AXI LACUE Cares Event

AXI LACUE Cares Event

Published on: November 16th, 2020 in 360pd blog

lacue cares logo

It’s a tougher-than-ever time to be a teacher. But, on October 29th 2020 we held an online event (LACUE Cares) filled with tools, tips, and encouragement to help you get through. Here is a quick review of what transpired. In the next few weeks, we’ll follow up with blog posts, filled with valuable details about the latest tools and tips that can help you save time, effort, and aggravation.

Maximizing Learning in a Virtual Environment

  1. Hybrid learning defined
  2. Definitions and priorities
  3. The best mix of synchronous and asynchronous learning
  4. Mastering the lesson mix
  5. Classroom management
  6. Migrating from paper to digital materials

Watch the recording and download this presentation

1. Hybrid learning defined

After a group survey of the definition of hybrid learning, Marcus used the chosen definition to lead us through our example, “The Ransom of Red Chief,” the O. Henry short story. He used Kami tools to choose and arrange lesson materials.

2. Definitions and priorities

Next, we reviewed the ideas behind, advantages, and the disadvantages of synchronous and asynchronous learning. Marcus reminded us that during live time, our primary task is to interact with students—and why learning how to pivot between asynchronous materials and a live audience is a valuable skill. (Slide 11 provides a nifty infographic that suggests when to use either learning mode.)

3. The best mix of synchronous and asynchronous learning

Starting with sample lesson cycle content, this exercise asks questions to guide our ability to create a content mix for each lesson. Marcus reminded us that the content presented is an example designed to help us build a general method for setting up lesson plans. We were encouraged to change whatever doesn’t work for each of us and to make materials more or less interactive whatever works best.

4. Mastering the lesson mix

Marcus’ advice: first learn to master your lesson mix, then your lesson materials. Slide 12 provides a list of resources that help you master your mix and identify useful tools. Our class activity included mapping a lesson mix (Slide 13).

5. Classroom management

Tab and task shortcuts.

6. Migrating from paper to digital materials

What if your school has only textbooks or other paper-based learning materials? No worries! Starting with textbook or PDF files, teachers can convert paper into digital formats and then use Kami to manipulate content into customized lesson materials. Slide 16 is full of novel ideas about redesigning, reusing, and recycling content into customized lesson materials.

Angela Kiser, NBCT

Angela Kiser, NBCT

Teaching and Learning Consultant
Marcus Stein, M. Ed.

Marcus Stein, M. Ed.

Director of Professional Development
Kelli Deranger, M. Ed.

Kelli Deranger, M. Ed.

Director of Curriculum and Innovation
Meagan Markerson, M. Ed.

Meagan Markerson, M. Ed.

Coordinator of Professional Development, Teaching and Learning Consultant
Amy Marchbanks

Amy Marchbanks

Teaching and Learning Consultant

Google Classroom: Teacher and Student Points of View

Usually, virtual learning tutorials are presented from a teacher’s point of view. This time, we emphasize creating innovative materials, which enable students to learn virtually.

Watch the recording and download this presentation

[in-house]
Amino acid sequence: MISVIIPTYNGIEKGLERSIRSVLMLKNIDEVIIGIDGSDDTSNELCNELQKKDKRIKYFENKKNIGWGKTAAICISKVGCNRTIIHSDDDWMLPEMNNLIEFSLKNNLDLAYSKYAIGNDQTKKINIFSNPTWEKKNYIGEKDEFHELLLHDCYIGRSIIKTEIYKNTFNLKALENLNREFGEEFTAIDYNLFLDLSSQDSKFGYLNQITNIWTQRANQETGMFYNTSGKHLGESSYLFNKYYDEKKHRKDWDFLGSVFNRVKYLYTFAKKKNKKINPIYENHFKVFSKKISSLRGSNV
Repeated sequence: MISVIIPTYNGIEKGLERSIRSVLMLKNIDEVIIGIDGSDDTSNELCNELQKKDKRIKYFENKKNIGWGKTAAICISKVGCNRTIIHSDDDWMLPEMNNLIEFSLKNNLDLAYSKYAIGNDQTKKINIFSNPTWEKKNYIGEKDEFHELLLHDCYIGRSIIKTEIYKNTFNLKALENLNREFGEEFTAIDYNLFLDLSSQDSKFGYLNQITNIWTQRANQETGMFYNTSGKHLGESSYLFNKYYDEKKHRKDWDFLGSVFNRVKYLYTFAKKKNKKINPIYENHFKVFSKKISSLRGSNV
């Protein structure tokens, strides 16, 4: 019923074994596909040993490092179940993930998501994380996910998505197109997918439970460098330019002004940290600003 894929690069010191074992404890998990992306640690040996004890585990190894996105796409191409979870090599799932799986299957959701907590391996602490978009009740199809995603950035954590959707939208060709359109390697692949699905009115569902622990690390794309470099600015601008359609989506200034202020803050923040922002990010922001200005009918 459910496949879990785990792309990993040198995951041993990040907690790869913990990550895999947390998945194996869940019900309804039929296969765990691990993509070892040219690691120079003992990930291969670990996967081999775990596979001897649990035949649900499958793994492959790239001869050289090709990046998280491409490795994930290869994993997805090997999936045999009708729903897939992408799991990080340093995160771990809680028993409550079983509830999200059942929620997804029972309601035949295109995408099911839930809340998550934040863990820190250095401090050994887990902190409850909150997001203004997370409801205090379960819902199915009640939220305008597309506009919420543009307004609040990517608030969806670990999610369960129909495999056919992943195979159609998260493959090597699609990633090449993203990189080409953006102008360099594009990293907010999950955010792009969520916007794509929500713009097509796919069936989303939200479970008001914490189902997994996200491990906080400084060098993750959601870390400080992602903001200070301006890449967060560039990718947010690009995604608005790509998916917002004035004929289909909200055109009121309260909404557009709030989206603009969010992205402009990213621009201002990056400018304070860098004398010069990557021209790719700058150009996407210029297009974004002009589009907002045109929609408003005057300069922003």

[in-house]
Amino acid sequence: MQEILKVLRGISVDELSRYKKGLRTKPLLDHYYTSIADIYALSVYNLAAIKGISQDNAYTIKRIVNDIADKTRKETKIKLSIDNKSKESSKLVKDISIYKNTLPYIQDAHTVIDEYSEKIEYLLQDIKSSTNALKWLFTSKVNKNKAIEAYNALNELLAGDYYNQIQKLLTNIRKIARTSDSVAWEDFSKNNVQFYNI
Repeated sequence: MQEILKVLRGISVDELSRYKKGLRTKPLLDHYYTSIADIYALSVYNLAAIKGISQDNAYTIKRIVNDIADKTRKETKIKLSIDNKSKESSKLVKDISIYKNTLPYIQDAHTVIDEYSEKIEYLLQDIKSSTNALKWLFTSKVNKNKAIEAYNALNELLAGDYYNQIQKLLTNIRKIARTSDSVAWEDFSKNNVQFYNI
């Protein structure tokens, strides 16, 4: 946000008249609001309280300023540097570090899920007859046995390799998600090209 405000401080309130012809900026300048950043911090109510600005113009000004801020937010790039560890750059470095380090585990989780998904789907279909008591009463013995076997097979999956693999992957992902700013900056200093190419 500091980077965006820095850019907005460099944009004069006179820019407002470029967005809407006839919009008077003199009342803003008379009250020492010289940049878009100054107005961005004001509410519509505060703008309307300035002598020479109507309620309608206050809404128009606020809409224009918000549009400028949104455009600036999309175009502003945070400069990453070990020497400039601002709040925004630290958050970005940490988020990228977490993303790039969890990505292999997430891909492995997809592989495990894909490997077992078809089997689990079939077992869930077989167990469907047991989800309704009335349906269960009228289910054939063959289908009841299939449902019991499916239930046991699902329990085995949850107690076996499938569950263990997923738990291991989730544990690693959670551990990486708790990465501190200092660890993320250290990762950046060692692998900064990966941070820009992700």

Google Classroom: Adding lesson resources

Meagan showed us examples of how changes to lesson resources can be added to the Google Classroom UI. Changes in settings provide cool reminders, assign privileges, create comment banks, and customize attachment options, stream settings, sidebar menus, and notifications.

Teacher vs. student view of an assignment

First, we reviewed assignment post tools and methods used when teachers. Then, we viewed tools and methods used on the UI of a student assignment.

Google Classroom tips for teachers

These time-saving tips included:

  • Making private comments
  • Types of permissions
  • Grading-related procedures and GC features (comment bank)
  • Notifications
  • Sharing links of posts
  • Google Classroom main menu

Google Classroom tips for students

Student to-do list and calendar

Engagement in the Asynchronous Classroom

Mrs. Kelli (as she was known to her first-grade students) started by offering words of encouragement and a big dose of empathy to educators. Kelli’s presentation offered the following “hacks” designed to simplify teacher tasks…

Watch the recording and download this presentation

  • Making assignments easier to track.
  • Using teacher face images and voice recordings with asynchronous materials.
  • Organizing related materials for each lesson.
  • Recording videos and creating documents.

Next, Kelli reviewed easy-to-find software and materials that can used as teaching tools:

  • Video recording and online whiteboard tools.
  • Setting up smartphones to record documents.
  • Making do when you leave your whiteboard at school.
  • Using EdPuzzle software.

Google Tips and Tricks

Watch the recording and download this presentation

Kelli started the proceedings with these Google Classroom tools and tips:

  • Paintbrush tool
  • Activity View Tracker
  • Bookmarks and Open All
  • Chromebook keyboard shortcuts
  • Using split screens on Chromebook, Windows, and Mac devices

Meagan continued by reviewing these tips:

  • Advanced keyboard shortcuts
  • Logo designer app
  • App that takes students directly to their assignments.
  • Comment Bank feature for grading
  • Lesson plan template
  • Using slides to create interactive worksheets.

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